Ancient Sumerian epic poems did not use any kind of poetic meter and lines did not have consistent lengths;[13] instead, Sumerian poems derived their rhythm solely through constant repetition, with subtle variations between lines.[13] Indo-European epic poetry, by contrast, usually places strong emphasis on the importance of line consistency and poetic meter.[13] Ancient Greek and Latin poems were written in dactylic hexameter.[14] Old English, German and Norse poems were written in alliterative verse,[15] usually without rhyme. Italian, Spanish and Portuguese long poems were usually written in terza rima [16] or especially ottava rima.[17] From the 14th century English epic poems were written in heroic couplets,[18] and rhyme royal,[19] though in the 16th century the Spenserian stanza[20] and blank verse[21] were also introduced. The French alexandrine is currently the heroic line in French literature, though in earlier periods the decasyllable took precedence. In Polish literature, couplets of Polish alexandrines (syllabic lines of 7+6 syllables) prevail.[22] In Russian, iambic tetrameter verse is the most popular.[23] In Serbian poetry, the decasyllable is the only form employed.[24][25]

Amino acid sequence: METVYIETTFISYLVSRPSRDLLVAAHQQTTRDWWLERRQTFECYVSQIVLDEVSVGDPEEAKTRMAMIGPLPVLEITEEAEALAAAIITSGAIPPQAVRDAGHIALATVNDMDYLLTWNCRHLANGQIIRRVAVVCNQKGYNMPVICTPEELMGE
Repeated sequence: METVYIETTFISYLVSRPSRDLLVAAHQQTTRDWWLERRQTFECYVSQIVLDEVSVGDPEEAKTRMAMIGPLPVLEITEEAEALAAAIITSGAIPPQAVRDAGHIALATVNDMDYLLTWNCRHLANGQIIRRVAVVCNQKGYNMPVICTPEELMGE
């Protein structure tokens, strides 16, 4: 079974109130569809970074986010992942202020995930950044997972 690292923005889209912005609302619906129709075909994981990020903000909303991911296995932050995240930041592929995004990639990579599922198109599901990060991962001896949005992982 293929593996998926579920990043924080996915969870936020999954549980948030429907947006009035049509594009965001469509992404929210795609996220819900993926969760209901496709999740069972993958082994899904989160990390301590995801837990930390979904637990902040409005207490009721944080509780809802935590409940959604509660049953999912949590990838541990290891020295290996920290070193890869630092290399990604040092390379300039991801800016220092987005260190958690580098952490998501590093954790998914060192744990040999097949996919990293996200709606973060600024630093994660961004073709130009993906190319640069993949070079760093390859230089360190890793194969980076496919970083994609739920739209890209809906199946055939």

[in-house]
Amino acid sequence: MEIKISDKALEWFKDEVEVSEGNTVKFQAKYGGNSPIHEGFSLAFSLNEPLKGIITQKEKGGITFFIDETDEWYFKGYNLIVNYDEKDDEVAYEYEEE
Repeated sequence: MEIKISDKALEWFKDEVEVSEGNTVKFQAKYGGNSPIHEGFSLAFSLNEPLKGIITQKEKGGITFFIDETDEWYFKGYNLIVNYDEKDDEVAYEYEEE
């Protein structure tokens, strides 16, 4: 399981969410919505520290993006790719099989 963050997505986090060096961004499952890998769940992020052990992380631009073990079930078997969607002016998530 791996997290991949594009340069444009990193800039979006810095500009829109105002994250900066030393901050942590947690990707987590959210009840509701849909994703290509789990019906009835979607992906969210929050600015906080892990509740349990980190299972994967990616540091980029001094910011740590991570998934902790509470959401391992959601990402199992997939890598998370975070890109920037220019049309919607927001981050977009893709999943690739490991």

Source: Epic poetry – Wikipedia